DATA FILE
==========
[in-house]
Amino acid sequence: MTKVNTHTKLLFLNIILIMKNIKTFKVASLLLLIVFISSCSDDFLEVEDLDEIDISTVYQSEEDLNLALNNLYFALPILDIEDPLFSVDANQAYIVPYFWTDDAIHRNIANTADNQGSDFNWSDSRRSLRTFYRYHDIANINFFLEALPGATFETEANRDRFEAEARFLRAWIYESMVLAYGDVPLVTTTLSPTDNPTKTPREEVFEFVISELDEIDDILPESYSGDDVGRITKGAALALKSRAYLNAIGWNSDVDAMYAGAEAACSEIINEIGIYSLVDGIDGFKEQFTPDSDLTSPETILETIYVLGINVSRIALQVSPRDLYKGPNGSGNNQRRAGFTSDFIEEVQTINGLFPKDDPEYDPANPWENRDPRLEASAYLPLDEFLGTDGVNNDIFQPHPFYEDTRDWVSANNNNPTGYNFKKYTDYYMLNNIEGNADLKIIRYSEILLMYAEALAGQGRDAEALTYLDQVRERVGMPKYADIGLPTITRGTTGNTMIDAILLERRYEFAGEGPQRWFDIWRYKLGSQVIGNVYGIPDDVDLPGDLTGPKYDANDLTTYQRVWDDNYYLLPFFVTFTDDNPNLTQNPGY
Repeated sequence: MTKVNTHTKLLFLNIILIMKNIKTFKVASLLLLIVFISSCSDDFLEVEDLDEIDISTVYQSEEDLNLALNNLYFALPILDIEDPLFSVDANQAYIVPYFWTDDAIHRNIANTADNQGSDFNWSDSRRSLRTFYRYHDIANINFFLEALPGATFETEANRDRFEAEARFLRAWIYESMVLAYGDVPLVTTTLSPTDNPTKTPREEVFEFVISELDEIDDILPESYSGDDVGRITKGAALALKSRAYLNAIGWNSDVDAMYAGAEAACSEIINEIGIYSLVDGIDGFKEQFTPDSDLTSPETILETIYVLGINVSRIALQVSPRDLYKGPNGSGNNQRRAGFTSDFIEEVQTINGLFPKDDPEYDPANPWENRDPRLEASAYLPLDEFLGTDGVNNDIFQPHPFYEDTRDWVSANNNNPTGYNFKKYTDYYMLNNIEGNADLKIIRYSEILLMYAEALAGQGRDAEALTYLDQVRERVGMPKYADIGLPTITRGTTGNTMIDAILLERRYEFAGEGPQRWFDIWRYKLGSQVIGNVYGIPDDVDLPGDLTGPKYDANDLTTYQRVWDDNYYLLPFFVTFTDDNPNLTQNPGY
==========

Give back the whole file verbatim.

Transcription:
[in-house]
Amino acid sequence: MTKVNTHTKLLFLNIILIMKNIKTFKVASLLLLIVFISSCSDDFLEVEDLDEIDISTVYQSEEDLNLALNNLYFALPILDIEDPLFSVDANQAYIVPYFWTDDAIHRNIANTADNQGSDFNWSDSRRSLRTFYRYHDIANINFFLEALPGATFETEANRDRFEAEARFLRAWIYESMVLAYGDVPLVTTTLSPTDNPTKTPREEVFEFVISELDEIDDILPESYSGDDVGRITKGAALALKSRAYLNAIGWNSDVDAMYAGAEAACSEIINEIGIYSLVDGIDGFKEQFTPDSDLTSPETILETIYVLGINVSRIALQVSPRDLYKGPNGSGNNQRRAGFTSDFIEEVQTINGLFPKDDPEYDPANPWENRDPRLEASAYLPLDEFLGTDGVNNDIFQPHPFYEDTRDWVSANNNNPTGYNFKKYTDYYMLNNIEGNADLKIIRYSEILLMYAEALAGQGRDAEALTYLDQVRERVGMPKYADIGLPTITRGTTGNTMIDAILLERRYEFAGEGPQRWFDIWRYKLGSQVIGNVYGIPDDVDLPGDLTGPKYDANDLTTYQRVWDDNYYLLPFFVTFTDDNPNLTQNPGY
Repeated sequence: MTKVNTHTKLLFLNIILIMKNIKTFKVASLLLLIVFISSCSDDFLEVEDLDEIDISTVYQSEEDLNLALNNLYFALPILDIEDPLFSVDANQAYIVPYFWTDDAIHRNIANTADNQGSDFNWSDSRRSLRTFYRYHDIANINFFLEALPGATFETEANRDRFEAEARFLRAWIYESMVLAYGDVPLVTTTLSPTDNPTKTPREEVFEFVISELDEIDDILPESYSGDDVGRITKGAALALKSRAYLNAIGWNSDVDAMYAGAEAACSEIINEIGIYSLVDGIDGFKEQFTPDSDLTSPETILETIYVLGINVSRIALQVSPRDLYKGPNGSGNNQRRAGFTSDFIEEVQTINGLFPKDDPEYDPANPWENRDPRLEASAYLPLDEFLGTDGVNNDIFQPHPFYEDTRDWVSANNNNPTGYNFKKYTDYYMLNNIEGNADLKIIRYSEILLMYAEALAGQGRDAEALTYLDQVRERVGMPKYADIGLPTITRGTTGNTMIDAILLERRYEFAGEGPQRWFDIWRYKLGSQVIGNVYGIPDDVDLPGDLTGPKYDANDLTTYQRVWDDNYYLLPFFVTFTDDNPNLTQNPGY